Barnaxus was beautiful, perfect. The pinnacle of years of work, of finding the right words to power him, of selecting just the right pieces, of lovingly sculpting every little detail of his joints and his features. Barnaxus was more nimble, more exact, more careful and more effective in everything he did than any of the other golems that were built in the empire of Khrad’Ke-zun. For many hundred years, this giant did as he was told, when he was told, and always did it better than anyone else, gnomish or golem. Barnaxus’s works were the pride of the Empire, and, when the ice sheets smothered the world, the name and reputation of Barnaxus passed into legend.
Perhaps it was this legendary status that meant that when, years after the Ice had pulled back and the Luchuirp embarked on their mission of rebuilding the Empire, a tall, weather-worn golem appeared at the gates of the capital, he was instantly recognized as the long-lost Barnaxus. For, surely, only a golem of such perfection and brilliance as Barnaxus could have survived so long without maintenance and protection?
It quickly became clear that Barnaxus was unlike any other golem. Barnaxus did not “take orders.” He cooperated, he discussed, and he made suggestions. Barnaxus was a thinking golem, a learning golem. No one could guess how he had managed to break the magical ties that bind a golem to the two-dimensional world of “order and execution,” and nobody really expected that they would ever find out. When asked, Barnaxus merely said: “A man spoke to me in the wastes and I awoke,” he would say no more.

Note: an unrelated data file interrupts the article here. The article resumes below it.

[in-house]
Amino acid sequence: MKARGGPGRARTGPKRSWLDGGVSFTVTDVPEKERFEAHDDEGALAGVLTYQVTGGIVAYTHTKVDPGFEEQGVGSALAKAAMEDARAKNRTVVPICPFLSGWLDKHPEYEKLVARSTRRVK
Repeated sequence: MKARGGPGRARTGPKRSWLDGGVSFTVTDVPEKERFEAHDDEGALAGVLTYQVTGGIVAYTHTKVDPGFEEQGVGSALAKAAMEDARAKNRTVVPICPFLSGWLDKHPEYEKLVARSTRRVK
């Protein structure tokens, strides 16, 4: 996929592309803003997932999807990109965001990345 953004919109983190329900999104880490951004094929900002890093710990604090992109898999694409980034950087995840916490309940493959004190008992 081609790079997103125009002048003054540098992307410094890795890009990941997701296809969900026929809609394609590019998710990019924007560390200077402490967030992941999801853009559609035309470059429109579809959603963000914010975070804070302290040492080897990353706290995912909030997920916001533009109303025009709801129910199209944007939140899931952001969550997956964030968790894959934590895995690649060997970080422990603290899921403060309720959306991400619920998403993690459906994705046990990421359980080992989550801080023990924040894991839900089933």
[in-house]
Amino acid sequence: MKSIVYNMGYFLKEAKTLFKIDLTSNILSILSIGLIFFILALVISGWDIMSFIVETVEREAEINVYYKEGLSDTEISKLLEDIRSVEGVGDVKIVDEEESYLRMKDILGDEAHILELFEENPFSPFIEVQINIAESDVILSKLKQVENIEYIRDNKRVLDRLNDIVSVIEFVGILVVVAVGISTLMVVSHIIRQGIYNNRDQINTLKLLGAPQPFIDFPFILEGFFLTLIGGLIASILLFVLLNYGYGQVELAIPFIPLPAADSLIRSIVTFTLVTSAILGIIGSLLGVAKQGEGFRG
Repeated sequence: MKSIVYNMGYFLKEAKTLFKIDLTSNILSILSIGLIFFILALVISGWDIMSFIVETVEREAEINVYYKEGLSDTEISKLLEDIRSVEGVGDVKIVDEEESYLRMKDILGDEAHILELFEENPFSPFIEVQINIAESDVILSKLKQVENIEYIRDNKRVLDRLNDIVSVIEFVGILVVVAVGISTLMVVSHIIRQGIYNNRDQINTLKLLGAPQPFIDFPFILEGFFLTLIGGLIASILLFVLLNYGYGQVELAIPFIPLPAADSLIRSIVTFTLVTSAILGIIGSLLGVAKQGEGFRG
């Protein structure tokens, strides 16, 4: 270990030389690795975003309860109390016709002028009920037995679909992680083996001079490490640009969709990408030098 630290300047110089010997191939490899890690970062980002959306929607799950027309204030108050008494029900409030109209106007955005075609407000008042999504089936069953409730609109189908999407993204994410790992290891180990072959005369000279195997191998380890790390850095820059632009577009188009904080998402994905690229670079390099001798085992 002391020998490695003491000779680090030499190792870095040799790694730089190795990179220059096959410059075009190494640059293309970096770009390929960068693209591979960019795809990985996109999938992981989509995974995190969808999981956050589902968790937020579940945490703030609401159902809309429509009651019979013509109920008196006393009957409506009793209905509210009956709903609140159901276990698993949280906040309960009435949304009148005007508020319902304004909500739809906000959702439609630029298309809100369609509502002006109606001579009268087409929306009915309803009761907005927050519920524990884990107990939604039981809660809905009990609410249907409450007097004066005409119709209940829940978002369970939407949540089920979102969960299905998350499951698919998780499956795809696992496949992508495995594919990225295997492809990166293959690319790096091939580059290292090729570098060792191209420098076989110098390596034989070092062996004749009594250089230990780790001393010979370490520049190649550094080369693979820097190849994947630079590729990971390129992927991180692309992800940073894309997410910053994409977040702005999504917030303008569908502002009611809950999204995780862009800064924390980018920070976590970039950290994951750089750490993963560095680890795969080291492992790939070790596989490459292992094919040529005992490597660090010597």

True, Barnaxus could do what he wished, but what he wished was to help the Luchuirp. He wished to help them rebuild the Empire, to recall what was forgotten, and to perfect what was remembered. He appeared to harbor a love for the Luchuirp that mirrored that of a doting father, with a hint of a patronizing air to some of his advice. And the Luchuirp, amazingly, instead of rankling at being “taught” by a golem, loved him back. He was their link to the past and an amazing store of knowledge. Golems, after all, never forget. But most
important of all, Barnaxus also taught the golems. What Barnaxus learned, the other golems soon copied.
And so it was that Barnaxus went from being the “King of the Golems” to being a true leader of golems and of the gnomes.
“When ice melts only I will remain to see another father killed and brothers destroyed. This
is the curse of metal, the power to remain alive while taking life from those that deserve it more."